The Journey of the Euphronios Krater

The site of the tomb near Cerveteri where the Euphronios vase was foundSylvia Poggioli has more on the looting and eventual return of the Euphronios Krater to Italy.  In sharp contrast to Michael Kimmelman, Poggioli states “In its new home, Rome’s Villa Giulia museum, the Euphronios vase has been given a place of honor in a glass case with special cool lighting.”  Poggioli takes us to the tomb complex where the krater was looted.

Vernon Silver has written a forthcoming work, The Lost Chalice, detailing the illegal journey of the famous “hot pot”: 

“They started coming out and poking the ground with a spillo, a long pole, that could probe into the ground until they found something,” he says.
Silver says the ancient Etruscans bought and collected imported Greek vases. Euphronios was among the artists in Athens who made many of those objects specifically for export.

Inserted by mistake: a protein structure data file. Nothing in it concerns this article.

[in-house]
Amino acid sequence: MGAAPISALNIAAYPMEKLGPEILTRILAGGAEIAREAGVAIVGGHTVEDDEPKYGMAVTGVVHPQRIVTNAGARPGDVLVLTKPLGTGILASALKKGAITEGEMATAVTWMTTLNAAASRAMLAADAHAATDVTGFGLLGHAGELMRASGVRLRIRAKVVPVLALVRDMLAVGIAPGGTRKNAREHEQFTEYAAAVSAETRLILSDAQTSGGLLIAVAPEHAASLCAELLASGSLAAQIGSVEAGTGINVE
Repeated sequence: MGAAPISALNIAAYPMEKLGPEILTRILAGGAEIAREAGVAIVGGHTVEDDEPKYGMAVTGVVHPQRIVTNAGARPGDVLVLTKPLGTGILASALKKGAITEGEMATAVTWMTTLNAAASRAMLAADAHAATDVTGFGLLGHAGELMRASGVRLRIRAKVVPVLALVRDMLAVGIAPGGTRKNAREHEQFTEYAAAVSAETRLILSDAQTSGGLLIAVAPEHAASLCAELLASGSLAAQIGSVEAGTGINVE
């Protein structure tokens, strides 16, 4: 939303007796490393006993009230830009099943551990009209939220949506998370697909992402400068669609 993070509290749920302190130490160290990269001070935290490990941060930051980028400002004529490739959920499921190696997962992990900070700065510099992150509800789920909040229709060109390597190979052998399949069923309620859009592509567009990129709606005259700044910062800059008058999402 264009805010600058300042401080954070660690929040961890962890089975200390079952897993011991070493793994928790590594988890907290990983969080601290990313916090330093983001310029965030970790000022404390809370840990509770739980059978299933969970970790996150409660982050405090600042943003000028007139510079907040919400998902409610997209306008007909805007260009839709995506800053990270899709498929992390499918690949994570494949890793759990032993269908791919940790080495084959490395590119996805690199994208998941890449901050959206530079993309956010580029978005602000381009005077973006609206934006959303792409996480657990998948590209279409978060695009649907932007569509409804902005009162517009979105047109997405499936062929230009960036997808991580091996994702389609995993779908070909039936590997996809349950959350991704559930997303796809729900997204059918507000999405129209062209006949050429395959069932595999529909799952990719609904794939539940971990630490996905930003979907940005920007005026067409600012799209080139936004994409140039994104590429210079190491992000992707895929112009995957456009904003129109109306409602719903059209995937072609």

Silver says that when the tomb robbers carted off the Euphronios masterpiece, they destroyed many clues that would help archaeologists understand the history and culture of the people buried in the Cerveteri tomb. “It’s like a page being ripped out of a book of Etruscan history and Greek history and world history, when you have the opportunity to see what was buried with what, and who those people were, and who they were friends with, and who they traded with, and you don’t have that anymore,” Silver says. “It’s a finite resource; there aren’t an infinite number of these tombs sitting around.”

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